The fork-nosed chameleon is one of the smaller members of the genus Calumma, reaching a total length of only 5-6 inches.
C. furcifer inhabits the grass tufts and and bushes of the rainforests of eastern and central Madagascar.
The head is smooth with lateral and parietal crests only weakly developed or absent. A raised casque is absent although weakly developed occipital lobes are present. Males exhibit a forked rostral process covered with enlarged, plate-like scales. Both sexes lack gular and ventral crests but a dorsal crest of regularly spaced conical scales is present. Basic body coloration varies from brown to green with a rust to cream-colored stripe extending along the flanks from just behind the head to the area above the hind legs. Two darker spots may be present along this stripe. A double white line appears on the ventrum, extending from the throat to middle of the tail.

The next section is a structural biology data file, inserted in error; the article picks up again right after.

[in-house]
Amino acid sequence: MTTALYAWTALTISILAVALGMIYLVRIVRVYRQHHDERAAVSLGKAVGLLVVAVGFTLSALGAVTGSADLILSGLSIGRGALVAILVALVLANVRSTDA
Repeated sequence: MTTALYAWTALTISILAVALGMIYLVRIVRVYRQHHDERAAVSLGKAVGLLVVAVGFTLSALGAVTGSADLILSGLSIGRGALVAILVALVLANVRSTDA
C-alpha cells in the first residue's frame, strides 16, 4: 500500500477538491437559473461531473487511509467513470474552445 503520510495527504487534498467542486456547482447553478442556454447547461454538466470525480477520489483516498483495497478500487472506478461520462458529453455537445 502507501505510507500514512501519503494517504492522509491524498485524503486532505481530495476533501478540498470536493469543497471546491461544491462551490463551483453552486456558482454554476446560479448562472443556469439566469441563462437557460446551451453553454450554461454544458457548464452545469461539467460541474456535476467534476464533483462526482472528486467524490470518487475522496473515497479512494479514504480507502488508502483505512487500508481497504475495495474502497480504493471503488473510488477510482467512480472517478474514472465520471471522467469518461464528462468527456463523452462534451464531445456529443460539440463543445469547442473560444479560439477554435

Virtually nothing is known about the captive husbandry of this species.
Klaver, C. & W. Boehme. 1997. Chamaeleonidae.
Das Tierreich, 112: i-xiv' 1 - 85. Verlag Walter de Gruyter & Co., Berlin, New York.
Martin, J., 1992. Masters of Disguise: A Natural History of Chameleons. Facts On File, Inc., New York, NY.
Necas, P. 1999. Chameleons: Nature's Hidden Jewels.
Krieger Publishing Company,